Broadband Tax Approved In Pre-Budget Report

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Chancellor Alistair Darling has confirmed in his Pre-Budget Report that the 50p-per-month bradband tax will be included in the Finance Bill

The government’s controversial proposal for a 50p-per-month broadband tax has been approved by chancellor Alistair Darling in his pre-Budget report. Under the scheme, anyone with a fixed line phone will be obliged to pay the tax, which will be used to provide super-fast broadband to 90 percent of UK households by the end of 2017.

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“We are modernising the UK’s digital infrastructure and, in the process, creating thousands more skilled jobs,” said Darling in his speech. “We have provided funding to help extend the opportunities of the broadband network to more remote communities. We now want to go further.” Darling stated that the levy would be included in the Finance Bill.

The broadband tax, which is expected to raise around £175 million a year, has attracted much criticism from industry experts, some of whom say the fund will fall a long way short of the amount needed to provide super-fast fibre services to every UK home. BT has already warned that the government’s Digital Britain plans may need rethinking, estimating that the cost of the roll-out will be closer to £5 billion.

“Most experts believe that the amount to be raised by the broadband tax falls well short of the cost of providing high-speed broadband to rural homes,” Charlie Ponsonby, CEO of broadband comparison site Simplifydigital.co.uk told the Telegraph. “The tax will either have to be raised, or the Government will have to revise the target of 90 per cent of UK homes having access to super-fast broadband by 2017.”

Campaigners and ISPs such as TalkTalk have also warned that the tax will end up being higher than predicted. “General taxation would be fair and proportionate, but this tax is regressive and hits the poorest people hardest,” said Andrew Heany, director of strategy and regulation at TalkTalk. He went on to claim that, despite the government’s aim for digital inclusion, the broadband tax would mean 100,000 fewer people on the Internet.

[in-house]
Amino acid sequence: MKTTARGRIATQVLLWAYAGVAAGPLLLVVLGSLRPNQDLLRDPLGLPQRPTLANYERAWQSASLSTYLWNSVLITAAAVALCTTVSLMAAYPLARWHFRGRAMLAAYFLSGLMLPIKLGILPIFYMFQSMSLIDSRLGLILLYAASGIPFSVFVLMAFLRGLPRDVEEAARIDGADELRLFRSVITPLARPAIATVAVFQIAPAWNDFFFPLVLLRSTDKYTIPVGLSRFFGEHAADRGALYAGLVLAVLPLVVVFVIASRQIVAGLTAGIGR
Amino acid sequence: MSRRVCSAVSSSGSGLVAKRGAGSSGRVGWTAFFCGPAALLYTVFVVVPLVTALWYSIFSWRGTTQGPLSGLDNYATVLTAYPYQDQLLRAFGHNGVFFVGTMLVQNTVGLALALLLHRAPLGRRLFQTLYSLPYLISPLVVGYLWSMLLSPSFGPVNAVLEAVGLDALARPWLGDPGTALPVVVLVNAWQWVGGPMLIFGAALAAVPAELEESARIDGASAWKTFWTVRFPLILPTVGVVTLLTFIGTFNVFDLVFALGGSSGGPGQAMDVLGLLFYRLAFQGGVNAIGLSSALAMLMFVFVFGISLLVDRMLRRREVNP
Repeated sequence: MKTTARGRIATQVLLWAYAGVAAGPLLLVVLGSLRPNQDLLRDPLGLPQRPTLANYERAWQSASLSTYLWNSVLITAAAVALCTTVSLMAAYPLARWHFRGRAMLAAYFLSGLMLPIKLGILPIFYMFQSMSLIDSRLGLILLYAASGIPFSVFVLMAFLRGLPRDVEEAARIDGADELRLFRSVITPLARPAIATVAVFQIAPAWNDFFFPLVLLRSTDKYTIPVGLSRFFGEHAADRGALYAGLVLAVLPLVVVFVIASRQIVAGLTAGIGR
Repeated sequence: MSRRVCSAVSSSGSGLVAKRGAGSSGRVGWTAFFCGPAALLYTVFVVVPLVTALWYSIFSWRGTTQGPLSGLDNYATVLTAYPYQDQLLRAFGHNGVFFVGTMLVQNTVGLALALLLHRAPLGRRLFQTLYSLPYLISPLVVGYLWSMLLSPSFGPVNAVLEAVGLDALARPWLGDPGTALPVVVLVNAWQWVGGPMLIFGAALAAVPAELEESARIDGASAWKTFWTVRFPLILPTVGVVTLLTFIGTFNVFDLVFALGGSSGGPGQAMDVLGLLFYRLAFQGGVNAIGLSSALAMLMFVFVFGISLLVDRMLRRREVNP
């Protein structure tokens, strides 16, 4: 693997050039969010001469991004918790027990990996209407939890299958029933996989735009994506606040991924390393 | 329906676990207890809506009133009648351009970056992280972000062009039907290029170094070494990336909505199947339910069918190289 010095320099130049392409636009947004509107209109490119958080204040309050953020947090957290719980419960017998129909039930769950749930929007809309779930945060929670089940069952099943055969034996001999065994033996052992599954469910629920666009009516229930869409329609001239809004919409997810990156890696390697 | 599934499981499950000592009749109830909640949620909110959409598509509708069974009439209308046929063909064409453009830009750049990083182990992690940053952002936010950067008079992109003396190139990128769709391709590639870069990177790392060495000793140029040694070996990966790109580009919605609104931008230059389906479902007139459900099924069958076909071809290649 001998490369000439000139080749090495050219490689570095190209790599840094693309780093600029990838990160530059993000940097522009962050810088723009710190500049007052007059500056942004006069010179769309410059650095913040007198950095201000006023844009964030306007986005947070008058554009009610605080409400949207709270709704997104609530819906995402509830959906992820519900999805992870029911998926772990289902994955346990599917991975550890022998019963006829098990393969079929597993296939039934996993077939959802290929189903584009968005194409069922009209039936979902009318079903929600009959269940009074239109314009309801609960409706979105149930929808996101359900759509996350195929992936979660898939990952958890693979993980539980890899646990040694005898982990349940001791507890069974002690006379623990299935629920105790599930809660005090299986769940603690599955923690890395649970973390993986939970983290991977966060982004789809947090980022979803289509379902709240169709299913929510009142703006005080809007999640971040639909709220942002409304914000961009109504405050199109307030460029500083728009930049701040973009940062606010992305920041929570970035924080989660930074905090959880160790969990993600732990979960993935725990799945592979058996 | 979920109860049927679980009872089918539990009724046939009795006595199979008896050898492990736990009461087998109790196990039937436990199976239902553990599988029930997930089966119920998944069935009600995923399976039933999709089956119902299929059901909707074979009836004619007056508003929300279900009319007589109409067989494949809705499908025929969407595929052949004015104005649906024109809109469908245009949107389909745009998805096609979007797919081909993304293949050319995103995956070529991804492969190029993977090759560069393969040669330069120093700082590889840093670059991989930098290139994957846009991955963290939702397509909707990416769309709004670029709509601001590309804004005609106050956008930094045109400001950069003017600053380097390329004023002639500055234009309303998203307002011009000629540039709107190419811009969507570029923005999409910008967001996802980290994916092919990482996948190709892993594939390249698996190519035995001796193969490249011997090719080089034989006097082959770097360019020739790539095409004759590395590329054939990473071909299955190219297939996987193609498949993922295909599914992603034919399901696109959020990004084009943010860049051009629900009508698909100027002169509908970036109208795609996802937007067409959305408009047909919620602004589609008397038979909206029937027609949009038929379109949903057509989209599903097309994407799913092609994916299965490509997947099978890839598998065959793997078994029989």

The government claims that money raised by the tax will be used primarily to increase coverage in rural areas, and benefit the 30 percent of homes that experts think will be overlooked by commercial fast broadband plans.

The Conservative Party has already said it will scrap the tax “as soon as possible” if it wins power at the next election, warning that “heavy-handed state intervention” will deter private companies from investing money to upgrade the country’s Internet infrastructure. Tory shadow culture secretary Jeremy Hunt claims the Conservatives would favour a market-led approach, according to the BBC, with public funds only considered once the commercial market has taken broadband as far as it can.

The government laid out its strategy to tackle illegal file-sharing in the Queen’s speech in November, but no mention was made of the controversial broadband tax at the time.


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